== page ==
6) CBS All Access: It's giving away codes for a free month again, but it also showed some momentum this week with Star Trek: Discovery ending and The Good Fight beginning.

7) HBO: It's now included in the main DirectTV Now packages, which would be good if it weren't part of a massive price hike. I watched The Darkest Hour this week, which isn't an outstanding movie but which has that compelling Gary Oldman performance as Winnie Churchill.

8) Acorn TV: Its new series Manhunt with Martin Clunes looks like a worthwhile endeavor.

9) YouTube: Does anyone else think that we'd be talking a lot more about the stupid aspects of YT if not for Facebook and Twitter?

10) Tubi TV: I'm gonna be eager for those old Universal shows, but Tubi just added the short-lived but intriguing Showtime series Roadies. That's good for people like me who don't have Showtime, but it certainly makes Showtime look small time.

Sunday, March 10, 2019

Streaming Video Power Rankings #152

Welcome once again to the longest-running weekly feature...on this blog.

1) Netflix: My latest temporary deep dive is Frasier, and, wow, the more I rewatch it, the more I think the series is actually underrated. Netflix also debuted Ricky Gervais' new series and a Clark Johnson joint starring Alfre Woodard (Juanita) that sounds like the kind of movie people who lament the lack of "serious" movies in the theater ought to watch.

2) Hulu: Now that I don't have YouTube TV but remain without cable, I have renewed appreciation for Hulu stockpiling current shows like Brooklyn Nine-Nine.

3) Amazon Prime Video: Tin Star season 2 premiered this weekend, but honestly I'm more likely to watch Stingray, which also came to Prime this week. The Stephen J. Cannell shows have found a HOME on Prime!

4) YouTube: I don't have YouTube TV, but I still marvel at how much my children seek out YT over any other content source these days, including Netflix. A little Disney Now, yes, but, man, that Disney + can't come fast enough if the company wants to keep its grip on the young'uns.

Plus one of the channels I subscribe to posted episodes of Star Search and partial episodes of The Morton Downey Jr. Show and The Byron Allen Show.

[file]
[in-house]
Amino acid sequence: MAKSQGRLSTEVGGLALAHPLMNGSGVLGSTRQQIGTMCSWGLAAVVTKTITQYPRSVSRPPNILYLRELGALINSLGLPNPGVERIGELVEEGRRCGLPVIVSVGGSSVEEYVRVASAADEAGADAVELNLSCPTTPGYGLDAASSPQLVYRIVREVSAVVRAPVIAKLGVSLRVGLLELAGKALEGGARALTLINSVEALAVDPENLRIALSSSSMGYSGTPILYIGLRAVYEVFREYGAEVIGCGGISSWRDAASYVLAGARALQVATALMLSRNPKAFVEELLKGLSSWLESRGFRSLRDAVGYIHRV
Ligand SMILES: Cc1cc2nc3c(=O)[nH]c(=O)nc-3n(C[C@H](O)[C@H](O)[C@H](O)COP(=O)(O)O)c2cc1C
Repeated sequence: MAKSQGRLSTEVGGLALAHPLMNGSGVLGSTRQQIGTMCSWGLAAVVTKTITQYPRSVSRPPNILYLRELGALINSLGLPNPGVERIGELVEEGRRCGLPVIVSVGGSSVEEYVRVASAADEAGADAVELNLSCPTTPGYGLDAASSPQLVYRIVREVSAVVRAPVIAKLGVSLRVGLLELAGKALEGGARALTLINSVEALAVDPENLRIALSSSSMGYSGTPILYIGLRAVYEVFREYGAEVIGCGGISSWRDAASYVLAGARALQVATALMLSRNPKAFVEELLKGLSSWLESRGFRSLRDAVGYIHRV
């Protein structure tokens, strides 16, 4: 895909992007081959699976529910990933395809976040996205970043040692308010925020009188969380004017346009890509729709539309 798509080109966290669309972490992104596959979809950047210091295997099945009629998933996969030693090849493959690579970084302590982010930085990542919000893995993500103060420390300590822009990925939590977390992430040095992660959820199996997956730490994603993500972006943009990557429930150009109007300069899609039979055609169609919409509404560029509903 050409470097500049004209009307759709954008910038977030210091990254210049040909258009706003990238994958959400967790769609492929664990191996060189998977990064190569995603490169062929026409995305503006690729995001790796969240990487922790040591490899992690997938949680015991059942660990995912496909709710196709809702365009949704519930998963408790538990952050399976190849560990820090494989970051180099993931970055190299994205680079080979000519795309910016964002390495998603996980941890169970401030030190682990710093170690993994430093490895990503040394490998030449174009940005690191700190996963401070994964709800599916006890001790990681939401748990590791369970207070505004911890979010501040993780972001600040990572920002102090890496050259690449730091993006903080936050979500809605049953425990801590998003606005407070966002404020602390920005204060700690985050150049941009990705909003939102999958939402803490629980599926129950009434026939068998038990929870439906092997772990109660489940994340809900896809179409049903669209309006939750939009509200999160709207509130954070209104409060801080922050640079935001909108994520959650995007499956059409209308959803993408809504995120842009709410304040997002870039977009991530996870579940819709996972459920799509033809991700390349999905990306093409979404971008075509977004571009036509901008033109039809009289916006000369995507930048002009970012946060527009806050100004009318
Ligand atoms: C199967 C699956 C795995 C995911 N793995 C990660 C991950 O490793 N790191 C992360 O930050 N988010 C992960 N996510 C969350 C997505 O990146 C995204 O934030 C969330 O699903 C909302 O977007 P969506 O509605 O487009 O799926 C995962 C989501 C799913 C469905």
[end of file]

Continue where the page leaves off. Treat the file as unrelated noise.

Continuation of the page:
5) DC Universe: If you're watching some of the new original live-action programming on here and you worry about what kind of budget they have to work with, well, just watch the old syndicated Adventures of Superboy episodes in the library.

6) Parsons Jarrett Wrestling: Non-wrestling fans, bear with me. This is a brand-new totally free Roku channel offering samplings from many of the big territories whose tape libraries are not controlled by WWE, plus some added value in the form of new intros and interviews. Best new channel to hit Roku in months.

7) The CW: See #2.

8) Shout! Factory TV: I continue to explore the fascinating time capsule that is the 1970s PBS series Soul!  which offers Stokely Carmichael in one episode and Harold Melvin and the Blue Notes in the next.

9) HBO: It should have been a great week for HBO with the deserved buzz for eviscerating Jacko witn the Finding Neverland documentary, another eagerly anticipated doc in The Case Against Adnan Sayed, and making the Internet go crazy with yet another Game of Thrones trailer. Yet there's an air of sadness because AT&T is making its presence felt, and just about everyone assumes it will ruin HBO. Let's enjoy it will while we can!

10) NBC: Starz might have earned a slot due to the premiere of season 2 of American Gods, but I lost track of how many reviews spotlighted some variation of the word "boring." So instead, NBC gets in due to me actually putting some of their "Throwback" shows on as background this week...and kudos to them for leaving so much library content up for free.

Sunday, March 3, 2019

Streaming Video Power Rankings #151

Let's get to it, folks. This was such a big week for news and events that the usual first-of-the-month add assortment doesn't have the impact it normally would.

1) YouTube/YouTube TV: Let's give a final shout to YouTube TV, which I think is by far the best overall cordcutter live TV service (I haven't tried Hulu yet). I am saying goodbye to it for now, but I am pleased to learn I can pause my membership and keep my settings AND DVR recordings for several months in case I want to reactivate it later.  On price, channel lineup, overall performance, and especially the unlimited DVR, I think YouTube TV bests everyone else out there that I have sampled.

2) Hulu: I did start diving into Hulu this past week, and the service dropped it's base subscription by two bucks, which warrants a high spot in any list. Plus the live TV part of it reportedly passed DirectTV Now by reaching 2 million subscribers, now trailing only Sling.

3) Netflix: Netflix is only number 3 because of extraordinary circumstances.  I got on a big Friends roll again this week, and more importantly, the streamer did so well at the Oscars (most notably Alfonso Cuaron's Best Director win for Roma) that Steven Spielberg felt the need to declare that IT MUST BE STOPPED.